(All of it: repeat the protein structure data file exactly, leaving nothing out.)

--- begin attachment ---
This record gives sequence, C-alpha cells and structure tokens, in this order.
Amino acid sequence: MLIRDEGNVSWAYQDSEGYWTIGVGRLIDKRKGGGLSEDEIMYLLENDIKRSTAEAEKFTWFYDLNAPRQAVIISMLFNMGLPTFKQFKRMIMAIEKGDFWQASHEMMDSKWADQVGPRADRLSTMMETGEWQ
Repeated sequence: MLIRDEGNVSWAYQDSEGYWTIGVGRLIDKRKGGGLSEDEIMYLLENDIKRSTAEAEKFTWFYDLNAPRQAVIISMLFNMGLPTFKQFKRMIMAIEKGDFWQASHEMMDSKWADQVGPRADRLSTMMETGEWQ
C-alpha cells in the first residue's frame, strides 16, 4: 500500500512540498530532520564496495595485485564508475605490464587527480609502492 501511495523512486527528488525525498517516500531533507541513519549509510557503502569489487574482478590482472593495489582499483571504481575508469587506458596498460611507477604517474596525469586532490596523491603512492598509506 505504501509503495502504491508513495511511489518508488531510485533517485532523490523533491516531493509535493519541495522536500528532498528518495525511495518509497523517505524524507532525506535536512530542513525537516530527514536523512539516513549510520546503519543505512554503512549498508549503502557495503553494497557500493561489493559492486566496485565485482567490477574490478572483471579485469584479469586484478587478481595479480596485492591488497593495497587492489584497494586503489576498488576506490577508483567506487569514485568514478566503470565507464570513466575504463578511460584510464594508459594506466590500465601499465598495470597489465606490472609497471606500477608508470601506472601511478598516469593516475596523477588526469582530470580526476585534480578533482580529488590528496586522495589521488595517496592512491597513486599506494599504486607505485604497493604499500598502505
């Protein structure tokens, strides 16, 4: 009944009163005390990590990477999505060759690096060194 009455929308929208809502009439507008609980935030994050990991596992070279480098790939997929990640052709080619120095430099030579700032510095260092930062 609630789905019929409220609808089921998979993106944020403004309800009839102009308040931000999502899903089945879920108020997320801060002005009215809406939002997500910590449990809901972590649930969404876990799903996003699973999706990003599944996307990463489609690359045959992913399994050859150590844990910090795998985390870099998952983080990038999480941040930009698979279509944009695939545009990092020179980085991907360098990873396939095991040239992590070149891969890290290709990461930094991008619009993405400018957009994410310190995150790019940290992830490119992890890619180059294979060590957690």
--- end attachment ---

This record gives sequence, C-alpha cells and structure tokens, in this order.
Amino acid sequence: MLIRDEGNVSWAYQDSEGYWTIGVGRLIDKRKGGGLSEDEIMYLLENDIKRSTAEAEKFTWFYDLNAPRQAVIISMLFNMGLPTFKQFKRMIMAIEKGDFWQASHEMMDSKWADQVGPRADRLSTMMETGEWQ
Repeated sequence: MLIRDEGNVSWAYQDSEGYWTIGVGRLIDKRKGGGLSEDEIMYLLENDIKRSTAEAEKFTWFYDLNAPRQAVIISMLFNMGLPTFKQFKRMIMAIEKGDFWQASHEMMDSKWADQVGPRADRLSTMMETGEWQ
C-alpha cells in the first residue's frame, strides 16, 4: 500500500512540498530532520564496495595485485564508475605490464587527480609502492 501511495523512486527528488525525498517516500531533507541513519549509510557503502569489487574482478590482472593495489582499483571504481575508469587506458596498460611507477604517474596525469586532490596523491603512492598509506 505504501509503495502504491508513495511511489518508488531510485533517485532523490523533491516531493509535493519541495522536500528532498528518495525511495518509497523517505524524507532525506535536512530542513525537516530527514536523512539516513549510520546503519543505512554503512549498508549503502557495503553494497557500493561489493559492486566496485565485482567490477574490478572483471579485469584479469586484478587478481595479480596485492591488497593495497587492489584497494586503489576498488576506490577508483567506487569514485568514478566503470565507464570513466575504463578511460584510464594508459594506466590500465601499465598495470597489465606490472609497471606500477608508470601506472601511478598516469593516475596523477588526469582530470580526476585534480578533482580529488590528496586522495589521488595517496592512491597513486599506494599504486607505485604497493604499500598502505
């Protein structure tokens, strides 16, 4: 009944009163005390990590990477999505060759690096060194 009455929308929208809502009439507008609980935030994050990991596992070279480098790939997929990640052709080619120095430099030579700032510095260092930062 609630789905019929409220609808089921998979993106944020403004309800009839102009308040931000999502899903089945879920108020997320801060002005009215809406939002997500910590449990809901972590649930969404876990799903996003699973999706990003599944996307990463489609690359045959992913399994050859150590844990910090795998985390870099998952983080990038999480941040930009698979279509944009695939545009990092020179980085991907360098990873396939095991040239992590070149891969890290290709990461930094991008619009993405400018957009994410310190995150790019940290992830490119992890890619180059294979060590957690």